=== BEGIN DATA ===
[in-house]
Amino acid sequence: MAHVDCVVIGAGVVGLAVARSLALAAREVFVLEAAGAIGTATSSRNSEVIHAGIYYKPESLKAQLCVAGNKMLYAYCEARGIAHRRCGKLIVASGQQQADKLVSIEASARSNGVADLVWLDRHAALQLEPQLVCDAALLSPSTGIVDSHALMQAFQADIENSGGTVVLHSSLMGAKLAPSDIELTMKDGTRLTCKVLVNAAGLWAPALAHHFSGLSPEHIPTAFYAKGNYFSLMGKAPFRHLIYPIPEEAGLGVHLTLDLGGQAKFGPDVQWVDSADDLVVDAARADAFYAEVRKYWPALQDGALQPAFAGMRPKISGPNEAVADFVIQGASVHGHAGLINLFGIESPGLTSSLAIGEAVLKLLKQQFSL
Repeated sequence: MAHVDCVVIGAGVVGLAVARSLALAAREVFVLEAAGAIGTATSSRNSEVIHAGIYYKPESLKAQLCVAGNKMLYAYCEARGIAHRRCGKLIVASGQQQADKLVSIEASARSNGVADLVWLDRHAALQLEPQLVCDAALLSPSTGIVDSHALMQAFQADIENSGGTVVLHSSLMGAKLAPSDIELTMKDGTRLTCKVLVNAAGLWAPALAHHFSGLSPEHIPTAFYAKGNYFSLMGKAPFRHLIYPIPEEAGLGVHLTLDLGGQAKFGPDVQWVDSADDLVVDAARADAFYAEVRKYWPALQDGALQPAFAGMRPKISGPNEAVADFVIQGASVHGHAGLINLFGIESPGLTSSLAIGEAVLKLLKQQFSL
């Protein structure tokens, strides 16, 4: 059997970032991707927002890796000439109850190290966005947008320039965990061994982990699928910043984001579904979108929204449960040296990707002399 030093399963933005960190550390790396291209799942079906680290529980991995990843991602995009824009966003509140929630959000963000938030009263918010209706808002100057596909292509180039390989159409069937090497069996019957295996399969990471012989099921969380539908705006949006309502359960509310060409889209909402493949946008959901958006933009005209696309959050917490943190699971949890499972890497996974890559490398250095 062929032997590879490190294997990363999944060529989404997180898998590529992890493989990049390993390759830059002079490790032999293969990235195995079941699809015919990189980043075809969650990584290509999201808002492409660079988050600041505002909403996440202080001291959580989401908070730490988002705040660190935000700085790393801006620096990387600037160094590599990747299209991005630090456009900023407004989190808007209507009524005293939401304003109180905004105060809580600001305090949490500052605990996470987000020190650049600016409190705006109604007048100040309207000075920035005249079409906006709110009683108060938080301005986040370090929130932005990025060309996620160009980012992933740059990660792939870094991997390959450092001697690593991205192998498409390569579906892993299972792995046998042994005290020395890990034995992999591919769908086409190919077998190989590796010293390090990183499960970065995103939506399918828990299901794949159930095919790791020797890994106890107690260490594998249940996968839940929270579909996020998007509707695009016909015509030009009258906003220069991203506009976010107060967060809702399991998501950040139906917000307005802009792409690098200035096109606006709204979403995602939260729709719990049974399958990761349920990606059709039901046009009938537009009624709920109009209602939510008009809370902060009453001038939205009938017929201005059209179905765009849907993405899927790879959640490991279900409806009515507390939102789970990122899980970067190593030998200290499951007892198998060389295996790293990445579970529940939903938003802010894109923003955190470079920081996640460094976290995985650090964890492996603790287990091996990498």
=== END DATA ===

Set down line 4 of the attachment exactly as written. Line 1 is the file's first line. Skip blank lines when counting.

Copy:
């Protein structure tokens, strides 16, 4: 059997970032991707927002890796000439109850190290966005947008320039965990061994982990699928910043984001579904979108929204449960040296990707002399 030093399963933005960190550390790396291209799942079906680290529980991995990843991602995009824009966003509140929630959000963000938030009263918010209706808002100057596909292509180039390989159409069937090497069996019957295996399969990471012989099921969380539908705006949006309502359960509310060409889209909402493949946008959901958006933009005209696309959050917490943190699971949890499972890497996974890559490398250095 062929032997590879490190294997990363999944060529989404997180898998590529992890493989990049390993390759830059002079490790032999293969990235195995079941699809015919990189980043075809969650990584290509999201808002492409660079988050600041505002909403996440202080001291959580989401908070730490988002705040660190935000700085790393801006620096990387600037160094590599990747299209991005630090456009900023407004989190808007209507009524005293939401304003109180905004105060809580600001305090949490500052605990996470987000020190650049600016409190705006109604007048100040309207000075920035005249079409906006709110009683108060938080301005986040370090929130932005990025060309996620160009980012992933740059990660792939870094991997390959450092001697690593991205192998498409390569579906892993299972792995046998042994005290020395890990034995992999591919769908086409190919077998190989590796010293390090990183499960970065995103939506399918828990299901794949159930095919790791020797890994106890107690260490594998249940996968839940929270579909996020998007509707695009016909015509030009009258906003220069991203506009976010107060967060809702399991998501950040139906917000307005802009792409690098200035096109606006709204979403995602939260729709719990049974399958990761349920990606059709039901046009009938537009009624709920109009209602939510008009809370902060009453001038939205009938017929201005059209179905765009849907993405899927790879959640490991279900409806009515507390939102789970990122899980970067190593030998200290499951007892198998060389295996790293990445579970529940939903938003802010894109923003955190470079920081996640460094976290995985650090964890492996603790287990091996990498």